Gender differences in use of cigarette and non-cigarette tobacco products among adolescents aged 13-15 years in 20 African countries

Israel T. Agaku*, Rose Sulentic, Adriana Dragicevic, Gibril Njie, Candace K. Jones, Satomi Odani, Tina Tsafa, Joy Gwar, Constantine I. Vardavas, Olalekan Ayo-Yusuf

*Corresponding author for this work

Research output: Contribution to journalArticlepeer-review


INTRODUCTION Examining gender differences in youth tobacco use is important as it aligns tobacco control within the context of broader human development goals seeking to eliminate gender inequalities. In this study, we examined gender differences in adolescent use of cigarettes, smokeless tobacco, shisha, and e-cigarettes in Africa. METHODS This was a cross-sectional study using data from the Global Youth Tobacco Survey. Our analytical sample comprised 56442 adolescents aged 13–15 years from 20 African countries. Weighted, country-specific prevalence estimates were computed overall and by gender. Adjusted prevalence ratios (APRs) were calculated in a multivariable Poisson regression model to examine whether correlates of tobacco use differed between boys and girls. RESULTS Ever cigarette smoking prevalence was significantly higher among boys than girls in 16 of the 20 countries, but a significantly higher percentage of girls reported earlier age of cigarette smoking initiation than boys within pooled analysis. Some of the largest gender differences in current cigarette smoking were seen in Algeria (12.2% vs 0.8%, boys and girls, respectively), Mauritius (21.2% vs 6.6%), and Madagascar (15.0% vs 4.1%). Current use of e-cigarettes, shisha, and smokeless tobacco was generally comparable between boys and girls where data existed. Among girls, higher levels of reported exposure to tobacco advertisement were positively associated with shisha smoking whereas perceived tobacco harm was inversely associated with current cigarette and shisha smoking. Among boys, perceived social acceptability of smoking at parties was associated with an increased likelihood of cigarette smoking (APR=2.27; 95% Cl: 1.20–4.30). CONCLUSIONS The prevalence of cigarette smoking among boys was higher than that of girls in many countries. However, girls who smoke tend to start at an earlier age than boys. Differential gender patterns of cigarette and non-cigarette tobacco product use among youth may have implications for future disease burden. As the tobacco control landscape evolves, tobacco prevention efforts should focus on all tobacco products, not just cigarettes.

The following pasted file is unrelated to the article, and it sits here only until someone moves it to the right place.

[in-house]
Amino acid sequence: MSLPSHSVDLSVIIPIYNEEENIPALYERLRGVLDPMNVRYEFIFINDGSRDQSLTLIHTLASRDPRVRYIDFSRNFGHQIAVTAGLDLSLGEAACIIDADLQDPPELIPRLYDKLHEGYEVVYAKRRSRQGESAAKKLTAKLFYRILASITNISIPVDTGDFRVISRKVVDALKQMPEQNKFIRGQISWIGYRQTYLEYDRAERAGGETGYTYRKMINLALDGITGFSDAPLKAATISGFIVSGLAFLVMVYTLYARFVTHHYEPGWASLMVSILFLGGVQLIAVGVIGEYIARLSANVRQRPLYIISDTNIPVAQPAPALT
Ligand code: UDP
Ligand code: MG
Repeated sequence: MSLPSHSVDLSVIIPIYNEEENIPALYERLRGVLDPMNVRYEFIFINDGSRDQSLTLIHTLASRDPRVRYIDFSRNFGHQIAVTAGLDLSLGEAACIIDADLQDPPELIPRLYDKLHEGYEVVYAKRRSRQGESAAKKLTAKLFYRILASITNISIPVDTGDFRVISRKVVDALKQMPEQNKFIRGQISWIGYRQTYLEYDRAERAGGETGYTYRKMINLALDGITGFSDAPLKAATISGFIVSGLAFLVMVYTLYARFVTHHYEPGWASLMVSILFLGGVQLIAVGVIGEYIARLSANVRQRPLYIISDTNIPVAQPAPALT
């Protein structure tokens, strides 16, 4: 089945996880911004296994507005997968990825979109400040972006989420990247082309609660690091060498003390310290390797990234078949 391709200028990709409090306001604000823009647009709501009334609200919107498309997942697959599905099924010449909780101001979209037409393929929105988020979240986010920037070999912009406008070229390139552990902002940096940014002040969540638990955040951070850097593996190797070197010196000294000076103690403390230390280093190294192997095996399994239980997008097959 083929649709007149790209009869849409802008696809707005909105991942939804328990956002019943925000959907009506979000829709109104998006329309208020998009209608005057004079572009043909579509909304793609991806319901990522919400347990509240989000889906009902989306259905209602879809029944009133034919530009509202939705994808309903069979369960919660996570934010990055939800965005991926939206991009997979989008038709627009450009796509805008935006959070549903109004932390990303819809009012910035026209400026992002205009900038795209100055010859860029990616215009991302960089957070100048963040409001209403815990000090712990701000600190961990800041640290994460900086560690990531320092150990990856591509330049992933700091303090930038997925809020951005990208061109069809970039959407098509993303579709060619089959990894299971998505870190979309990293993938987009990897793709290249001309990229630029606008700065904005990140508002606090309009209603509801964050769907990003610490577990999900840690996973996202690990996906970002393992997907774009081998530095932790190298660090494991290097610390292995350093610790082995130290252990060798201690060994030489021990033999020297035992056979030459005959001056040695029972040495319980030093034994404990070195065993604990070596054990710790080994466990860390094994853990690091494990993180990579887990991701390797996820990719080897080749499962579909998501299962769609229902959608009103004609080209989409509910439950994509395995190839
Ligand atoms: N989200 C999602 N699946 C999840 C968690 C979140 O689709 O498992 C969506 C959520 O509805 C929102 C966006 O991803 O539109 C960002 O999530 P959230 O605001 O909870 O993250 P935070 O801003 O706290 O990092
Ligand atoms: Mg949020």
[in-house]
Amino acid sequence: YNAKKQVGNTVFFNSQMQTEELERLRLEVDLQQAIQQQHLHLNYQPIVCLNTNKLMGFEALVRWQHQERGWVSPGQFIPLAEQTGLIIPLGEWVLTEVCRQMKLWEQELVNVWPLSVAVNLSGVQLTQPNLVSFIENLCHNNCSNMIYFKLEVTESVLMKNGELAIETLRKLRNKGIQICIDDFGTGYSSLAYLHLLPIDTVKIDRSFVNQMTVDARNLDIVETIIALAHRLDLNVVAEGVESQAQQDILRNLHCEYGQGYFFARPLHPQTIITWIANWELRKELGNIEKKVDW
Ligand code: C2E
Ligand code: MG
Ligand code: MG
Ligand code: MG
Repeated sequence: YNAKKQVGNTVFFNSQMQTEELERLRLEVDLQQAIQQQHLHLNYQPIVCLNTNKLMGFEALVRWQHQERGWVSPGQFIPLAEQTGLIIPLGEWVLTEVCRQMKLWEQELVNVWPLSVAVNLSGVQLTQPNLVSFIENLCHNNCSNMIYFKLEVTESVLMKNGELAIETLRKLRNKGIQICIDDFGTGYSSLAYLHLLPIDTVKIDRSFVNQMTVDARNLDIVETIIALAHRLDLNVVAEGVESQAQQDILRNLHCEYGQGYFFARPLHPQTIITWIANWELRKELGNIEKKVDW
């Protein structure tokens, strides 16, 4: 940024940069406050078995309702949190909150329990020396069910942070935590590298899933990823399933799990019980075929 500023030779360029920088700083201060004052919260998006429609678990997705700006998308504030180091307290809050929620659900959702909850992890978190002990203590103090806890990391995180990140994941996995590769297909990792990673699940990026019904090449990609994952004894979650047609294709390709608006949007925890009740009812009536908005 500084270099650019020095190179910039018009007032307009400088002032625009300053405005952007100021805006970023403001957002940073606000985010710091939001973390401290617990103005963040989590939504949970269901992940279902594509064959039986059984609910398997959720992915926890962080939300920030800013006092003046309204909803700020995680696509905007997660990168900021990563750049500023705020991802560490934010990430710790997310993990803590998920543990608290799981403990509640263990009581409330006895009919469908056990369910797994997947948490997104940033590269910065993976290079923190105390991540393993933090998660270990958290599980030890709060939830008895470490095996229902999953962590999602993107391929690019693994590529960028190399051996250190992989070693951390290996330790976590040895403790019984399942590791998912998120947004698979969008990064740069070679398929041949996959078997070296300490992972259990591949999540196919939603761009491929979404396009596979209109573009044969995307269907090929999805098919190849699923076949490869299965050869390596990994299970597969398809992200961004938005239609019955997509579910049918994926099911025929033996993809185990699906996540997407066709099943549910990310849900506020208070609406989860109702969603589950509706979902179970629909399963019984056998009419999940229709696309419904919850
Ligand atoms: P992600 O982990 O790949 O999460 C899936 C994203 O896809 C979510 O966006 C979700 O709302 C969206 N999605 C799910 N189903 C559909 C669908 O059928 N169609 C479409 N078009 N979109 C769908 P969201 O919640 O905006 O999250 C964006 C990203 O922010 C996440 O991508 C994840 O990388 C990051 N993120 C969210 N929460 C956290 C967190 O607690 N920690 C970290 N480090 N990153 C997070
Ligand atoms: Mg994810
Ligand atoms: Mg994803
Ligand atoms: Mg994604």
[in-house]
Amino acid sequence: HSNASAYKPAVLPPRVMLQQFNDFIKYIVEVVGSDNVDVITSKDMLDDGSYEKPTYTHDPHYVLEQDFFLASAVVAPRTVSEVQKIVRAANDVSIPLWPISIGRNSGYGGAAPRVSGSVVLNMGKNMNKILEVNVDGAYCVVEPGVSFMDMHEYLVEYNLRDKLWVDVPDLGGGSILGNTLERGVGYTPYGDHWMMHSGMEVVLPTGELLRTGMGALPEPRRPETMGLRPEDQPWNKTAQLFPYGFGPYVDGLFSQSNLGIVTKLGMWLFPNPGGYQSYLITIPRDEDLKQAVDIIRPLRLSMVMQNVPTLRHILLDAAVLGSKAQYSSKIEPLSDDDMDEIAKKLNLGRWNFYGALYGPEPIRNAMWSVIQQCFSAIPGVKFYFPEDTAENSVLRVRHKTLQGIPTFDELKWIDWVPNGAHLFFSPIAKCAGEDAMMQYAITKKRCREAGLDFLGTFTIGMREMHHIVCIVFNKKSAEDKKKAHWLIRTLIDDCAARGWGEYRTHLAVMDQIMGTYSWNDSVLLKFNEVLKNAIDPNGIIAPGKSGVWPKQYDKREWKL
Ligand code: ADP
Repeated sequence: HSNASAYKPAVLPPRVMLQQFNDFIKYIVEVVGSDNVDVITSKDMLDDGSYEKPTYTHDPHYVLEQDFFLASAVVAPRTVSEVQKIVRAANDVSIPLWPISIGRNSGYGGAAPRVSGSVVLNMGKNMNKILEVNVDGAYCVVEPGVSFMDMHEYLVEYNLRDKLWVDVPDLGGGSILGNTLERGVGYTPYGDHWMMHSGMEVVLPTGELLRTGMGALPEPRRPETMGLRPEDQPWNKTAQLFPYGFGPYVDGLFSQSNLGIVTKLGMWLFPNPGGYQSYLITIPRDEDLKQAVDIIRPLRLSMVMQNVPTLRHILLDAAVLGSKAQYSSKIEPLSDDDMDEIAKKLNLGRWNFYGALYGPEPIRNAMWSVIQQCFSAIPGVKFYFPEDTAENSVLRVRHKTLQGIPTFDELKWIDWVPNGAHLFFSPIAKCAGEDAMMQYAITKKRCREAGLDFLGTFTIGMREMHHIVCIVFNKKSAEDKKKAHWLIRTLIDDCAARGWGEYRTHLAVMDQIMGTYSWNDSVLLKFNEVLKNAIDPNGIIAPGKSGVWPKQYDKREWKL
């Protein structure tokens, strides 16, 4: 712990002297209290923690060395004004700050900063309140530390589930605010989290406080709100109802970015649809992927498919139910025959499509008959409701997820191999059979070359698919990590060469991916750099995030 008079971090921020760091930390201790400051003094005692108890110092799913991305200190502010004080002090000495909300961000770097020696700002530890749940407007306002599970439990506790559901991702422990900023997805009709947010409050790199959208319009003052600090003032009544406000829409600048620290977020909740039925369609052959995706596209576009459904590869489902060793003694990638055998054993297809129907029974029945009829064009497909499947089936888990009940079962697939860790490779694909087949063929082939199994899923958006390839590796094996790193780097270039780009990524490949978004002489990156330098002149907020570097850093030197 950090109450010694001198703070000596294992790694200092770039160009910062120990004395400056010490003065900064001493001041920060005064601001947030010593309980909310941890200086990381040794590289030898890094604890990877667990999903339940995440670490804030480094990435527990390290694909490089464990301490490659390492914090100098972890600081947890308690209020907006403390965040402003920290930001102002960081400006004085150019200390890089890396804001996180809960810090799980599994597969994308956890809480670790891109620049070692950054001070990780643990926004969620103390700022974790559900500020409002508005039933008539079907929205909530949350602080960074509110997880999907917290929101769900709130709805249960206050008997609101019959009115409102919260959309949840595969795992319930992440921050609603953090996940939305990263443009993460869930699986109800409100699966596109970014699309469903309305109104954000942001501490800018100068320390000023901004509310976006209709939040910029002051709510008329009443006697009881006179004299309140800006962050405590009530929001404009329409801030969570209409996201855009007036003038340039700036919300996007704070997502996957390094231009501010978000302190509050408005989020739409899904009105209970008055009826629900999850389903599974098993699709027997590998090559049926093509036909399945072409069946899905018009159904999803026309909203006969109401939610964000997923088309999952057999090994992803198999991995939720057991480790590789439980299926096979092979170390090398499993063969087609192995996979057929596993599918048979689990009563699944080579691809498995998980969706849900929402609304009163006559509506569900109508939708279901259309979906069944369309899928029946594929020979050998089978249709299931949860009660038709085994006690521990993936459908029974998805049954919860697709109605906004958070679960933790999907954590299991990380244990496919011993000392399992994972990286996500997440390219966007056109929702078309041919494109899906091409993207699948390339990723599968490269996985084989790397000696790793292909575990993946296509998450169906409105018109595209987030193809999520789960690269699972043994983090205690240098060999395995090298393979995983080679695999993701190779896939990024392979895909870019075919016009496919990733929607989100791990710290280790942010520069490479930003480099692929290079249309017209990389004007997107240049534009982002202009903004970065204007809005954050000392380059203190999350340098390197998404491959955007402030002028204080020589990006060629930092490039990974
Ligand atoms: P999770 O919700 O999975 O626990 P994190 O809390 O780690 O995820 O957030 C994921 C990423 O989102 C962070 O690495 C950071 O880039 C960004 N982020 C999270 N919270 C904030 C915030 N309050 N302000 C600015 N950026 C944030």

Original languageEnglish
JournalTobacco Induced Diseases
Publication statusPublished - Jan 2024
Externally publishedYes


  • cigarettes
  • e-cigarettes
  • novel tobacco products
  • policy
  • tobacco


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